Highly rated government debt and other havens like gold dropped after upbeat data on China’s sprawling factory sector reinforced expectations that a global growth slowdown will not morph into recession.
US and German sovereign bonds on Monday recorded their sharpest rises in yield in three weeks as investors shifted into riskier assets. The 10-year Treasury yield climbed 0.07 percentage points to 1.847 per cent, with the equivalent Bund yield up by the same margin to minus 0.289 per cent.
Gold was also under pressure, slipping 0.5 per cent to $1,455 a troy once, as the pan-European Stoxx 600 advanced 0.4 per cent. MSCI’s broad measure of Asian stocks outside Japan inched up 0.3 per cent, while S&P 500 futures pointed to gains of around 0.4 per cent for Wall Street’s main stock barometer.
Analysts said a duo of surveys showing Chinese factory executives taking on a more optimistic outlook had boosted sentiment across global markets.
The official Chinese purchasing manager’s index, released at the weekend, showed the country’s manufacturing industry returned to growth in November, with industry participants pointing to growth in production and new orders. A private poll pointed to the swiftest rate of expansion for the sector in three years.
“Stronger-than-expected PMIs in China have contributed to lift investors’ mood,” said Chiara Silvestre, economist at UniCredit.
The brighter data from China, the world’s biggest emerging market, underscore how the mood among traders and investors has improved after concerns over the potential for a global recession this summer sent traders piling into the perceived safety of government bonds.
“We believe that after a globally synchronised slowdown over the past 18 months, global growth is now bottoming out well short of recession territory and will get back on track early next year,” said Quinn Brody, macro strategist at Deutsche Bank.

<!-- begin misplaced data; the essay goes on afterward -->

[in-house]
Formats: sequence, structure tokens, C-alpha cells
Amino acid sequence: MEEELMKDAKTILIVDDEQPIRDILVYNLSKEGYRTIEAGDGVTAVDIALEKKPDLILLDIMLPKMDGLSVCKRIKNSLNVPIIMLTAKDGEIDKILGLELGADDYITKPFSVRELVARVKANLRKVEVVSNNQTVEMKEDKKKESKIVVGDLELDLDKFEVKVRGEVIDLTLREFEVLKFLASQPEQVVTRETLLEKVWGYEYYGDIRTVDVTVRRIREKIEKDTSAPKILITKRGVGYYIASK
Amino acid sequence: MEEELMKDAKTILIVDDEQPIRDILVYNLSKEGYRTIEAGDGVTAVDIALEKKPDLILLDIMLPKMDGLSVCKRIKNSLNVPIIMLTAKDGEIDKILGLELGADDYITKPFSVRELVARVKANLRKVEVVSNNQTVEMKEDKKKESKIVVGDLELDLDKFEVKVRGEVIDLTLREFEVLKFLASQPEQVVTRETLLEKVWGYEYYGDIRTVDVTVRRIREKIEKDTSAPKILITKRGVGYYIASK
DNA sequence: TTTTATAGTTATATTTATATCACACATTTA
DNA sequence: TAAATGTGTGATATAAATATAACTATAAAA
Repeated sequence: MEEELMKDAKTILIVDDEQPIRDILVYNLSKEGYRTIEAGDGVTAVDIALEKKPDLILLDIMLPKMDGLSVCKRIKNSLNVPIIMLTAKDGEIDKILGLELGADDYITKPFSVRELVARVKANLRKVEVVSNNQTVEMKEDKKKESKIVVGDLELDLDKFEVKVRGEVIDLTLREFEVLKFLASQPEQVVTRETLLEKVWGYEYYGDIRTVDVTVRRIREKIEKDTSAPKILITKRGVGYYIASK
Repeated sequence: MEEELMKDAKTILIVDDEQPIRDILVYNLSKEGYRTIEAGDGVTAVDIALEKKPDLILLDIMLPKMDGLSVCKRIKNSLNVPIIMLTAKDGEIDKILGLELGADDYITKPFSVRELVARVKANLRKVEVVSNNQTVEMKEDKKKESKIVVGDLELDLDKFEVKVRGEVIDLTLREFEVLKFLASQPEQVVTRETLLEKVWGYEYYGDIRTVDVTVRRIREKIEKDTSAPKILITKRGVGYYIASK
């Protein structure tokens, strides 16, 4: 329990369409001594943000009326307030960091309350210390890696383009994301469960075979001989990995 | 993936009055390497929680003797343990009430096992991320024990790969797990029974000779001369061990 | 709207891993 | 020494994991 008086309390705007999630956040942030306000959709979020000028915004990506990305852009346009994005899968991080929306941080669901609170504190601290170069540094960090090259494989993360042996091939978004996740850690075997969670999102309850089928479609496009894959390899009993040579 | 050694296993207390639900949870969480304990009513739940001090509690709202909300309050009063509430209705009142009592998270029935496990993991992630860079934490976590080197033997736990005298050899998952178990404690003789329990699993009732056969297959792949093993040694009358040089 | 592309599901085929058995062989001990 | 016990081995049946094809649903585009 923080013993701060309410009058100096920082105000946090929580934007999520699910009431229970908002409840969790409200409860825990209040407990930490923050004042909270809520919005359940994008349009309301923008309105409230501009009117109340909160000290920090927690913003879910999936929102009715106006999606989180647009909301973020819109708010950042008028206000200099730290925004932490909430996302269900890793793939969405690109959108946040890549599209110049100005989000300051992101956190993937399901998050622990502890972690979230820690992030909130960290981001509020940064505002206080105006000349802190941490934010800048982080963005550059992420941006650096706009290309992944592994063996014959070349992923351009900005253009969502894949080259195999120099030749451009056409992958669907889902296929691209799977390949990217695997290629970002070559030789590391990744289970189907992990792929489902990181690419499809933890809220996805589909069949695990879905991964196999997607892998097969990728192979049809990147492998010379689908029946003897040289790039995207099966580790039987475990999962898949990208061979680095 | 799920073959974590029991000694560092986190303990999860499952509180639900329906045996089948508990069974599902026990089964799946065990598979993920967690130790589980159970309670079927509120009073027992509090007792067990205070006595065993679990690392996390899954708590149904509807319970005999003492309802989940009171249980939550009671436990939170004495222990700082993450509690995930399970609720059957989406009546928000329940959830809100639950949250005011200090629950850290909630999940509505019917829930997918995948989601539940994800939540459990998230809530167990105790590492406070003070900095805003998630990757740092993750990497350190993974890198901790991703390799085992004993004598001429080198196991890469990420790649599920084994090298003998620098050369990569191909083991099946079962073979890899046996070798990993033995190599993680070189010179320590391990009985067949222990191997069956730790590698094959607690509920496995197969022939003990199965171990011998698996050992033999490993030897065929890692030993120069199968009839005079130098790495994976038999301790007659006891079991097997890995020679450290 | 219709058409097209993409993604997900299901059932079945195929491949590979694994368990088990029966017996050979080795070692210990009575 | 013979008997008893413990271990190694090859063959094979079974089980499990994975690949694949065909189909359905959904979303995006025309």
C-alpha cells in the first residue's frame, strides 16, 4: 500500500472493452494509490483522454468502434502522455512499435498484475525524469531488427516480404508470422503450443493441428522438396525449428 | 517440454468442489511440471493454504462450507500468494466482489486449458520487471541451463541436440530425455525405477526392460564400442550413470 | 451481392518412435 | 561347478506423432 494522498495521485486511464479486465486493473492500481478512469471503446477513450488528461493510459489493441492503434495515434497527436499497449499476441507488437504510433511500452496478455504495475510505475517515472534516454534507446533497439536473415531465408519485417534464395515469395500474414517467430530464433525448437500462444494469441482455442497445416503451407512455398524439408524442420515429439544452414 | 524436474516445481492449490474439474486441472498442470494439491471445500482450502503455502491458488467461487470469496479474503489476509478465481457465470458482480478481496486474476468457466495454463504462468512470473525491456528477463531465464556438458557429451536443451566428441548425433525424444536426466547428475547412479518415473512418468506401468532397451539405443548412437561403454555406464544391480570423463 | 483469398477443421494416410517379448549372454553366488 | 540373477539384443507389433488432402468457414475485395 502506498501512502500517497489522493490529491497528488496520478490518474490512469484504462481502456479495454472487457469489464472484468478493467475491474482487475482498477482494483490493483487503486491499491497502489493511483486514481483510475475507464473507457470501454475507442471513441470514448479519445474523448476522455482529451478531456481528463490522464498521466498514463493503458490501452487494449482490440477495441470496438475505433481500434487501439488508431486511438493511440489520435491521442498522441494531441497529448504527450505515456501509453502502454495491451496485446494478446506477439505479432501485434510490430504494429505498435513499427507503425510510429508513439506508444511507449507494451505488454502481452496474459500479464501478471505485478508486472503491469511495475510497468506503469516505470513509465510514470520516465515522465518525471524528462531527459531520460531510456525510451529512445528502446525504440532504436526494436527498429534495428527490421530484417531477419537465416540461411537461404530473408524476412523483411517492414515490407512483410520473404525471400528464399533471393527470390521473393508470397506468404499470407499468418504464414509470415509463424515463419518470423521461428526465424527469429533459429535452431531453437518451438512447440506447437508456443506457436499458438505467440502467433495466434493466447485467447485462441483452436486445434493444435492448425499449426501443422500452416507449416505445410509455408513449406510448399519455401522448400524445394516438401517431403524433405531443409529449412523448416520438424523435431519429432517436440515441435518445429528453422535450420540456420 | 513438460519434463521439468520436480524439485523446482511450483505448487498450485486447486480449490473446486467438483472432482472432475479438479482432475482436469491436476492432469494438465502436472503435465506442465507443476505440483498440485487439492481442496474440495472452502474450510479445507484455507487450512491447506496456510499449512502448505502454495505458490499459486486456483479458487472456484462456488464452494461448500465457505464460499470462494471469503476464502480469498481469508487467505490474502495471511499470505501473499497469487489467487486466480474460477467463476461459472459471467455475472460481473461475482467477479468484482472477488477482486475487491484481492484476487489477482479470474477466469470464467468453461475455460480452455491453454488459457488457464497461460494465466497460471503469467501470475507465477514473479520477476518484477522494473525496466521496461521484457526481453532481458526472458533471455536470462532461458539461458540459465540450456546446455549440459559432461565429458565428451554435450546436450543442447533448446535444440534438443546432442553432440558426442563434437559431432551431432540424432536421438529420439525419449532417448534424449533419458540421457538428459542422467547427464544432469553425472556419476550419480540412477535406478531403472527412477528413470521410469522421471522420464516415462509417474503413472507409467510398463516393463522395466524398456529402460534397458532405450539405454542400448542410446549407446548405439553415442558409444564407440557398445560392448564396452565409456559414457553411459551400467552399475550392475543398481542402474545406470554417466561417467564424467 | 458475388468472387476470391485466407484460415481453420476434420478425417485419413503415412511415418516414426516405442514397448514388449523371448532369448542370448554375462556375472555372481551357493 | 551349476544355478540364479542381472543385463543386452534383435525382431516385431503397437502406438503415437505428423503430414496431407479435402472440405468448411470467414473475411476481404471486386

“While activity may slow a bit further from its current levels in the near term, we are optimistic when looking forward several quarters.”
He added that risks stemming from the US-China trade war and concerns over a chaotic no-deal Brexit had eased and “the possibility of a radical policy shift to the far-left in the US and the UK after their respective elections seems remote.”
Economic data releases have improved significantly since the late summer; Citigroup’s economic surprise index registered negative 11 at the end of last week from lows near negative 28 in August — suggesting a slowdown in rate of disappointing reports on the world economy.
Global stock markets are on track to post a strong performance this year with MSCI’s broad index of developed and emerging market stocks up 20 per cent for the year to date, rebounding from a fall of 11 per cent in 2018.
Meanwhile, investors have begun pulling out of top-rated bonds after a rush into the asset class earlier this year sent the stock of negative-yielding debt surging to a record of $17tn in August. The value stood at $12tn as of Friday.